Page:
What are you looking to achieve with the Innovation Challenge you are involved in?
From our analysis, several start-ups have had challenges with access to markets and partners that could enable them to scale their products further.
Through this intervention, we seek to build direct linkages between startups within our member organisations and established industry players to enable the businesses scale in terms of impact and sustainability. As such, on one end, we have identified some of the most promising businesses to support whereas the other side is a network of partners who have access to the markets, tools, know-how that can enable these businesses scale up. The Innovation Challenge is an initiative of Startup Uganda, an association of Innovation and entrepreneurship support organisations in Uganda.
Isn’t this space better filled by private sector and government who are ultimate beneficiaries of this projects and challenges?
The Startup Uganda Innovation Challenge is working with private sector. The membership of the association is composed of private sector incubators and accelerators that are offering support to these private businesses. So we are all bringing something to the table.
What was the focus of the previous challenges and what lessons have you drawn from them?
The focus will always be to solve a problem. Our previous challenges focused on the financial health of Micro, Small and Medium Enterprise (MSME). With this challenge, the focus was on addressing the impact of Covid-19 on small businesses by improving their medium to long-term financial health. Then we also have challenges focusing on addressing how to drive better engagement between citizens and government representatives through improving feedback mechanisms on service delivery.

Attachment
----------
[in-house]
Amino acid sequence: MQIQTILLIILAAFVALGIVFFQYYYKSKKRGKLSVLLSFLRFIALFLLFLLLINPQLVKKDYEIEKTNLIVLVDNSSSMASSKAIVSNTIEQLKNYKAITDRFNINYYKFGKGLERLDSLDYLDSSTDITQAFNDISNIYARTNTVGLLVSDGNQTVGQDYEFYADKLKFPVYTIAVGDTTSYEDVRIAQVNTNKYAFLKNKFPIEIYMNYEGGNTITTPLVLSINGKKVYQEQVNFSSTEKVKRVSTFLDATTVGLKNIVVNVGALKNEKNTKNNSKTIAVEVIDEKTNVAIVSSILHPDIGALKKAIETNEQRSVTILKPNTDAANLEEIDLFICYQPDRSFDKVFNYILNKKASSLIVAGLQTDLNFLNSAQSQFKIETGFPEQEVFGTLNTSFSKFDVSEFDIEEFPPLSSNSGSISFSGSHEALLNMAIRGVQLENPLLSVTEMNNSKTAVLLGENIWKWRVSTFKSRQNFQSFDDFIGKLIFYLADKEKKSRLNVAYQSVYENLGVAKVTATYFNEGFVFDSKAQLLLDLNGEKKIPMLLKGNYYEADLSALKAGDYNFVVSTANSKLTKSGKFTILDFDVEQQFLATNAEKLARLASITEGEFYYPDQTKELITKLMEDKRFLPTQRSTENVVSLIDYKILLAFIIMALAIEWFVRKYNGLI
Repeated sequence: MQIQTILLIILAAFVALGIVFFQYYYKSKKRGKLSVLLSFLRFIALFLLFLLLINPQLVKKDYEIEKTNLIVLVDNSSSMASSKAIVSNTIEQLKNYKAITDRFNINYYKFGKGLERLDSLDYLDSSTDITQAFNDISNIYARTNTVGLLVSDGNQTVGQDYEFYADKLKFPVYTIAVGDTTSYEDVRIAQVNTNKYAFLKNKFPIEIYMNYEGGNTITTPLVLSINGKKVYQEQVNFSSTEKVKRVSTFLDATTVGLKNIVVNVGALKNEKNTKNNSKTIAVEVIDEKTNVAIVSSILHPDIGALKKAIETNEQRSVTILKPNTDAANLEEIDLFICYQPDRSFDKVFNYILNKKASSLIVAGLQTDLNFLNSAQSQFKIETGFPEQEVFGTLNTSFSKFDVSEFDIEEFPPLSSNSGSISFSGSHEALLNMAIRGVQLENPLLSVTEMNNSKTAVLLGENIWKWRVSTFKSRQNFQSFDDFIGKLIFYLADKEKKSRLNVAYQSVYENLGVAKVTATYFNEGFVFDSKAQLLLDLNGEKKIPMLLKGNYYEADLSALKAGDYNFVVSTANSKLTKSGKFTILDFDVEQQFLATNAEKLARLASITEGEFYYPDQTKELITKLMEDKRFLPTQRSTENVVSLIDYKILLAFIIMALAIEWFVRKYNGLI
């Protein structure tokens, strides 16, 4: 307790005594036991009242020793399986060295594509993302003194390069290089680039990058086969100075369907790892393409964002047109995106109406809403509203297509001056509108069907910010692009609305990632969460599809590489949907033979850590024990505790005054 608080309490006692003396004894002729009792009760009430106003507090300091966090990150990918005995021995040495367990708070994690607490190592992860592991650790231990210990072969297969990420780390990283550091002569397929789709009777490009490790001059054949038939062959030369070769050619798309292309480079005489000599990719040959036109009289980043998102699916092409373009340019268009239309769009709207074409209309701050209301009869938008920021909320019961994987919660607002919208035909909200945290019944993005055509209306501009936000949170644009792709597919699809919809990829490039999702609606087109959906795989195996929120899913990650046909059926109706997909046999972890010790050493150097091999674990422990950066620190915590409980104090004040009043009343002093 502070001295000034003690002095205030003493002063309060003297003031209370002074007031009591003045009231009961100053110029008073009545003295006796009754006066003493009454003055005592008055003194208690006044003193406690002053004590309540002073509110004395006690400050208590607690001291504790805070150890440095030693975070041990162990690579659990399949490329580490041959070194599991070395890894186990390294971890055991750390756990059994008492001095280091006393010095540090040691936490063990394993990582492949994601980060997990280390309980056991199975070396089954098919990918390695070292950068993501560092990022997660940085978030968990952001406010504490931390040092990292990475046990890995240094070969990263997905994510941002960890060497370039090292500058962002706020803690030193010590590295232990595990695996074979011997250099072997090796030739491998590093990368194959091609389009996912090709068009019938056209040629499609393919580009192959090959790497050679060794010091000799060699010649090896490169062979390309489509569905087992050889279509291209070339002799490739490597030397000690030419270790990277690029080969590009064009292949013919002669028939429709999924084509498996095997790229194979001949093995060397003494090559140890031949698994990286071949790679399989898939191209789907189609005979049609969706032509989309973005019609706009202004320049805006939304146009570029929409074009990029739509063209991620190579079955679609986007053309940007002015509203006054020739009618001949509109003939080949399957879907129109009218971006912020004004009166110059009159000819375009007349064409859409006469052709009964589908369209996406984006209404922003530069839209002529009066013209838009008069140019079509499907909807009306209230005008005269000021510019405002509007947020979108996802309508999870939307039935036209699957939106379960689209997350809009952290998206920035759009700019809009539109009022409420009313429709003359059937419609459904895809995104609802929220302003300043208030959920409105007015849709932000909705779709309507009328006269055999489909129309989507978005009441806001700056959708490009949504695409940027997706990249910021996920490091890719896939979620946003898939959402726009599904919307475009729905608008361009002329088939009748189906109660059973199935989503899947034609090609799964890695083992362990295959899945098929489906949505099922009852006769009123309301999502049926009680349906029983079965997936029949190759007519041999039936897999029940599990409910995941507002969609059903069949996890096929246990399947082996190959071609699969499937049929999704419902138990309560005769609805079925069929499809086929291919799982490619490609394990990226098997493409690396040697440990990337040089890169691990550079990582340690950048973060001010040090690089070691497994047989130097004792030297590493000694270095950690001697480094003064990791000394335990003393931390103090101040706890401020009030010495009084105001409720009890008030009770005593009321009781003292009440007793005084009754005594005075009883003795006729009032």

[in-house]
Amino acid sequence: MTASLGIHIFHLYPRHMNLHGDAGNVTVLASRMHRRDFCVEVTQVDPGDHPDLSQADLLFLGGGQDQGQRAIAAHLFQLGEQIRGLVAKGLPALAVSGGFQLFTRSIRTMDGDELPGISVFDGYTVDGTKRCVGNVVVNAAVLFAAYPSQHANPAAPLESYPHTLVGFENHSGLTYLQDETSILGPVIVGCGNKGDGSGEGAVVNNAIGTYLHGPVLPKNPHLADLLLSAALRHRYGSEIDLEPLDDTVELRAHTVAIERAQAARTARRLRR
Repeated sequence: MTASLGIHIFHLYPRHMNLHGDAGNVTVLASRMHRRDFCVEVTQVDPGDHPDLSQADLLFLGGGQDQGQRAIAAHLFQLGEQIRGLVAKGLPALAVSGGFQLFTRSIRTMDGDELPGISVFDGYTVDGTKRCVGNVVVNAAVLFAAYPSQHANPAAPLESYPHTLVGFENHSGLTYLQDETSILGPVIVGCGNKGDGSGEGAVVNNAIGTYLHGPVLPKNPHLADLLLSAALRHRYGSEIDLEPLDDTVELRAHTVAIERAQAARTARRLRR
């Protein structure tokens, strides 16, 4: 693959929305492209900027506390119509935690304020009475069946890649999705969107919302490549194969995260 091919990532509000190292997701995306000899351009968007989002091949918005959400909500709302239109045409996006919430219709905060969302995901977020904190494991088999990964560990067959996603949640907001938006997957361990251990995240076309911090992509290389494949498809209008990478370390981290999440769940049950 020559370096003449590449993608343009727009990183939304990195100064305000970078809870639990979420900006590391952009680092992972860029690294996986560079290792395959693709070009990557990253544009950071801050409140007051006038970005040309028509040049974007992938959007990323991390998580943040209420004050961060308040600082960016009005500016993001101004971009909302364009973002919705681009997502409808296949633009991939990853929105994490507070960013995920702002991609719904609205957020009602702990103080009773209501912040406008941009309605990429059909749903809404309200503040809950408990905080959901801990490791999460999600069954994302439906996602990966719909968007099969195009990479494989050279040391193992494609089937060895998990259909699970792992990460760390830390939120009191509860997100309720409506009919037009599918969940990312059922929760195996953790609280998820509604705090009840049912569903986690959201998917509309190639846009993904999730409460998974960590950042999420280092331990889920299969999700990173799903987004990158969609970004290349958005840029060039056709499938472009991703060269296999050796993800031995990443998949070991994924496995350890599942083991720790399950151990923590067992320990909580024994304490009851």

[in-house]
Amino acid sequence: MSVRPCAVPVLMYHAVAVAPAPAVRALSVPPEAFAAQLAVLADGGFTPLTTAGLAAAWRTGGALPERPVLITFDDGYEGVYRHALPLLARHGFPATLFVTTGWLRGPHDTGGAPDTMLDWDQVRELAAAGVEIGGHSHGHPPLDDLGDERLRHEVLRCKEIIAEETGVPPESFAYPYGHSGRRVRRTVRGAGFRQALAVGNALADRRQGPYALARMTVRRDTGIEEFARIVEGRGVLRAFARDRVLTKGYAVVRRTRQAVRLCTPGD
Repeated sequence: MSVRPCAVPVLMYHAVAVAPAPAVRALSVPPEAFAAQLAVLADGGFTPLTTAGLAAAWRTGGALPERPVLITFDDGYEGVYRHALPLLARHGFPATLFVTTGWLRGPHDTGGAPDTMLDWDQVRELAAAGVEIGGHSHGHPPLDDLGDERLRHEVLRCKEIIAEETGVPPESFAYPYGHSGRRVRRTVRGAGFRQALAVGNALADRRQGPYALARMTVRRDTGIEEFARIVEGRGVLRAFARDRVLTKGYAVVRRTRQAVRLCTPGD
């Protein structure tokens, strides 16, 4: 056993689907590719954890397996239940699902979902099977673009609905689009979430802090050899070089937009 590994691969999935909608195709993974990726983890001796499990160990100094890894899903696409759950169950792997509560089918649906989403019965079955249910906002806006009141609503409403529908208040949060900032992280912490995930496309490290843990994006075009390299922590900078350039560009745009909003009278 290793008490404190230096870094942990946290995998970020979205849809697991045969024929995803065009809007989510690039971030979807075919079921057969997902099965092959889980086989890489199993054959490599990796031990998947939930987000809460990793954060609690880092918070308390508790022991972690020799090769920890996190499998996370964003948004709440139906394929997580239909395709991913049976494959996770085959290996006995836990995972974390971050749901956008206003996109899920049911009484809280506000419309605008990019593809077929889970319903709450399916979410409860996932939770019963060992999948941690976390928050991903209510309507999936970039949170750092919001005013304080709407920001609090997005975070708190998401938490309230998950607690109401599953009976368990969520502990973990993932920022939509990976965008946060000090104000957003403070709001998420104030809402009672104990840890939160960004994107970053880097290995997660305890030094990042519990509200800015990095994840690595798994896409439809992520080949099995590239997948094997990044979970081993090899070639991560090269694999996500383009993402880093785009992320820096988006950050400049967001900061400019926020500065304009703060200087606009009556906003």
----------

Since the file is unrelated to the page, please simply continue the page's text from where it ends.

Then we have something on leveraging the last mile distribution networks. Here, the focus is on supporting innovators and entrepreneurs with products or services targeting rural communities to leverage digital community entrepreneur networks of some of our partners.
We also have something around digital literacy. This challenge was focused on supporting innovations that could enable beneficiaries of cash transfer programmes adequately improve their digital and financial literacy skills and use the services properly.
As for the lesson, the biggest one has been the need to learn to communicate and educate private sector businesses about the importance of the last mile distribution and how it is important for them. We learnt that a number of entrepreneurs required support to appreciate these challenges and contextualise them.
This year’s challenge just ended. Briefly what was it about and what we should expect from the winners of various categories?
The winners came up with interesting concepts and innovations that we believe can be transformational. For example, Patesente winners for Financial Health for MSME track offers a factoring platform for small businesses to buy or sell goods on favourable terms. If you look at what they did with Masha Dairy Cooperative, a farmers group that was the first user of this platform was amazing. We know small businesses often fail to meet the payment terms with either their suppliers, workers or customers. We also know that they are unable to get credit from banks because they are considered high risk, uncredit-worthy and often times lack collateral. Through this platform, all these challenges have been diagnosed and solutions prescribed.